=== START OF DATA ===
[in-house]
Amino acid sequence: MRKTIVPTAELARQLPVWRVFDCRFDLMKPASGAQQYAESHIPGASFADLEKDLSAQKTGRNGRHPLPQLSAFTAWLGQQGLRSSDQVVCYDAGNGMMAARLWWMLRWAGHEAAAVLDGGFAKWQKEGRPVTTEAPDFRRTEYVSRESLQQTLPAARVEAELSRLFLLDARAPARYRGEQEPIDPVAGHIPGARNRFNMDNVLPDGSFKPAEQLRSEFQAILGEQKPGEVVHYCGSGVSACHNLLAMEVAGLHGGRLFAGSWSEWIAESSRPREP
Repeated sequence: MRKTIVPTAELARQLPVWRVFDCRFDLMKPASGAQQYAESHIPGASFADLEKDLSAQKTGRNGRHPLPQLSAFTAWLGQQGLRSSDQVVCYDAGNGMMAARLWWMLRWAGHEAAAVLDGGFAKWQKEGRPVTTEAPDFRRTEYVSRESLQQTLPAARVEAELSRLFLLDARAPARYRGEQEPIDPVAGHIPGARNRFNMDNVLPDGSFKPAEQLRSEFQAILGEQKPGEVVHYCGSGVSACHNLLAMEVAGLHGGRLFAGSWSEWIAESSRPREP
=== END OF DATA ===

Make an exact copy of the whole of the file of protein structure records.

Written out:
[in-house]
Amino acid sequence: MRKTIVPTAELARQLPVWRVFDCRFDLMKPASGAQQYAESHIPGASFADLEKDLSAQKTGRNGRHPLPQLSAFTAWLGQQGLRSSDQVVCYDAGNGMMAARLWWMLRWAGHEAAAVLDGGFAKWQKEGRPVTTEAPDFRRTEYVSRESLQQTLPAARVEAELSRLFLLDARAPARYRGEQEPIDPVAGHIPGARNRFNMDNVLPDGSFKPAEQLRSEFQAILGEQKPGEVVHYCGSGVSACHNLLAMEVAGLHGGRLFAGSWSEWIAESSRPREP
Repeated sequence: MRKTIVPTAELARQLPVWRVFDCRFDLMKPASGAQQYAESHIPGASFADLEKDLSAQKTGRNGRHPLPQLSAFTAWLGQQGLRSSDQVVCYDAGNGMMAARLWWMLRWAGHEAAAVLDGGFAKWQKEGRPVTTEAPDFRRTEYVSRESLQQTLPAARVEAELSRLFLLDARAPARYRGEQEPIDPVAGHIPGARNRFNMDNVLPDGSFKPAEQLRSEFQAILGEQKPGEVVHYCGSGVSACHNLLAMEVAGLHGGRLFAGSWSEWIAESSRPREP